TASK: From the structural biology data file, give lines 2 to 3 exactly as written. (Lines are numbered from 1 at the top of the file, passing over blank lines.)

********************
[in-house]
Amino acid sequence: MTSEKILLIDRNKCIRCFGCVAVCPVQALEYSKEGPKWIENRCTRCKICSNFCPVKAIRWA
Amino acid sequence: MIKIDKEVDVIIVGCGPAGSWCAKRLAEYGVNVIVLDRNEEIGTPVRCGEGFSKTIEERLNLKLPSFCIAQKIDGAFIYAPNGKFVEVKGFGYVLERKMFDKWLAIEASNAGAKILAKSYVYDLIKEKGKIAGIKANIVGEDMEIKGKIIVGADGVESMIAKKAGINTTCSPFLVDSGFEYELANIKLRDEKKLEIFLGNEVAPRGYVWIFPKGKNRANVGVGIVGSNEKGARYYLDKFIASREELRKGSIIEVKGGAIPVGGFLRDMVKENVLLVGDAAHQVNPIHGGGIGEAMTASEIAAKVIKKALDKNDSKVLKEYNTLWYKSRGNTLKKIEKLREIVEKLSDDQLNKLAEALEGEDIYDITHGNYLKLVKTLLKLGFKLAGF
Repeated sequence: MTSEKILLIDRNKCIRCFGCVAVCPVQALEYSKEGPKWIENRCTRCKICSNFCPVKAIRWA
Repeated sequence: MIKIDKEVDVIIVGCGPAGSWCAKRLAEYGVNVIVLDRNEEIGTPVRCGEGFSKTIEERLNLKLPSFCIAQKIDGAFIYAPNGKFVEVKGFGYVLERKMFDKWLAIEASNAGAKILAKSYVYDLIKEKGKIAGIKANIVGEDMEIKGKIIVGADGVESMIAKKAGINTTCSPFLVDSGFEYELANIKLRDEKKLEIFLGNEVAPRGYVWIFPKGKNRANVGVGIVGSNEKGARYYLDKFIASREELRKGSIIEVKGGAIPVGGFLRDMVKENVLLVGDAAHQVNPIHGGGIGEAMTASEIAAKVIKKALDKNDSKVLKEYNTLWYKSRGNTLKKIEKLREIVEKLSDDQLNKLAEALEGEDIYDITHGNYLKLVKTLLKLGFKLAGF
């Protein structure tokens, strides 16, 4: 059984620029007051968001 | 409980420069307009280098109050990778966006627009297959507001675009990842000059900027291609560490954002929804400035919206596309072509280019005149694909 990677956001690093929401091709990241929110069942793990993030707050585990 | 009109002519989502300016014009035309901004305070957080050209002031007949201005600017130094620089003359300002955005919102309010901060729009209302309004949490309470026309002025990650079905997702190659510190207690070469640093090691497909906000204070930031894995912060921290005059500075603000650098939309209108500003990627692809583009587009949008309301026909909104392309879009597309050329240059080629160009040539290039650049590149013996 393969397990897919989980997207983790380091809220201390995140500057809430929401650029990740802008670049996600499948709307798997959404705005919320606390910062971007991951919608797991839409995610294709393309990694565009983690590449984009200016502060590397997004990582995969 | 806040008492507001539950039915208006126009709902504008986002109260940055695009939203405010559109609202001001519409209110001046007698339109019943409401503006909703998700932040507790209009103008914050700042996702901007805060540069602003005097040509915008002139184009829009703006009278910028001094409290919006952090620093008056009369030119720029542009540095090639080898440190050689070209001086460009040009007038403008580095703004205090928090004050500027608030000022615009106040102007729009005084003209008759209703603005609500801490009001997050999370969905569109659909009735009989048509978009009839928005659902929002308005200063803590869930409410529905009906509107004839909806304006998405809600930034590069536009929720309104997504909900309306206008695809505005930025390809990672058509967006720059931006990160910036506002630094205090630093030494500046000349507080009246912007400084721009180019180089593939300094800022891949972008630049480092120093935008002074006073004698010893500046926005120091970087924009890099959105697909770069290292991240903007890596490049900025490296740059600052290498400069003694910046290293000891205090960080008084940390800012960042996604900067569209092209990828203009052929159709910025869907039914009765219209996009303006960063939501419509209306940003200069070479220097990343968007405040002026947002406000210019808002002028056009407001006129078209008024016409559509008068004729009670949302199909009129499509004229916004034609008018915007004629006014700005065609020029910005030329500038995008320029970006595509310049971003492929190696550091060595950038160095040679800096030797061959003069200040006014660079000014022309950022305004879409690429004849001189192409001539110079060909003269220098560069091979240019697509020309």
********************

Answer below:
Amino acid sequence: MTSEKILLIDRNKCIRCFGCVAVCPVQALEYSKEGPKWIENRCTRCKICSNFCPVKAIRWA
Amino acid sequence: MIKIDKEVDVIIVGCGPAGSWCAKRLAEYGVNVIVLDRNEEIGTPVRCGEGFSKTIEERLNLKLPSFCIAQKIDGAFIYAPNGKFVEVKGFGYVLERKMFDKWLAIEASNAGAKILAKSYVYDLIKEKGKIAGIKANIVGEDMEIKGKIIVGADGVESMIAKKAGINTTCSPFLVDSGFEYELANIKLRDEKKLEIFLGNEVAPRGYVWIFPKGKNRANVGVGIVGSNEKGARYYLDKFIASREELRKGSIIEVKGGAIPVGGFLRDMVKENVLLVGDAAHQVNPIHGGGIGEAMTASEIAAKVIKKALDKNDSKVLKEYNTLWYKSRGNTLKKIEKLREIVEKLSDDQLNKLAEALEGEDIYDITHGNYLKLVKTLLKLGFKLAGF